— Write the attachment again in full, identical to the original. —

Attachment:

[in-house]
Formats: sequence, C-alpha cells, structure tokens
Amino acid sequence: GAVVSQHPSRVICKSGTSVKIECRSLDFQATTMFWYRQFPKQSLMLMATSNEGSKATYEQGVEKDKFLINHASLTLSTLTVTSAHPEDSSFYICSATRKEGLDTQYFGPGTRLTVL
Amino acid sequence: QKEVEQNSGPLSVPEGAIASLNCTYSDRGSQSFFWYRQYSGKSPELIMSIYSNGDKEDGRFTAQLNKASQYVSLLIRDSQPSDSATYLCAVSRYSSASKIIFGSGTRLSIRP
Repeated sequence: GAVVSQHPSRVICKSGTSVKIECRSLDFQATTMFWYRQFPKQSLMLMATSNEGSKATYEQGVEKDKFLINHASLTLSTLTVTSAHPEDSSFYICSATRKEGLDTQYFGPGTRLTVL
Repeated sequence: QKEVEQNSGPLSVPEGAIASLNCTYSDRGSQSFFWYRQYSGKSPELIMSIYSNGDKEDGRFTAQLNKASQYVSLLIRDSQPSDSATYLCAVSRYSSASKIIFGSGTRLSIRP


[in-house]
Formats: sequence, C-alpha cells, structure tokens
Amino acid sequence: GAVVSQHPSRVICKSGTSVKIECRSLDFQATTMFWYRQFPKQSLMLMATSNEGSKATYEQGVEKDKFLINHASLTLSTLTVTSAHPEDSSFYICSATRKEGLDTQYFGPGTRLTVL
Amino acid sequence: QKEVEQNSGPLSVPEGAIASLNCTYSDRGSQSFFWYRQYSGKSPELIMSIYSNGDKEDGRFTAQLNKASQYVSLLIRDSQPSDSATYLCAVSRYSSASKIIFGSGTRLSIRP
Repeated sequence: GAVVSQHPSRVICKSGTSVKIECRSLDFQATTMFWYRQFPKQSLMLMATSNEGSKATYEQGVEKDKFLINHASLTLSTLTVTSAHPEDSSFYICSATRKEGLDTQYFGPGTRLTVL
Repeated sequence: QKEVEQNSGPLSVPEGAIASLNCTYSDRGSQSFFWYRQYSGKSPELIMSIYSNGDKEDGRFTAQLNKASQYVSLLIRDSQPSDSATYLCAVSRYSSASKIIFGSGTRLSIRP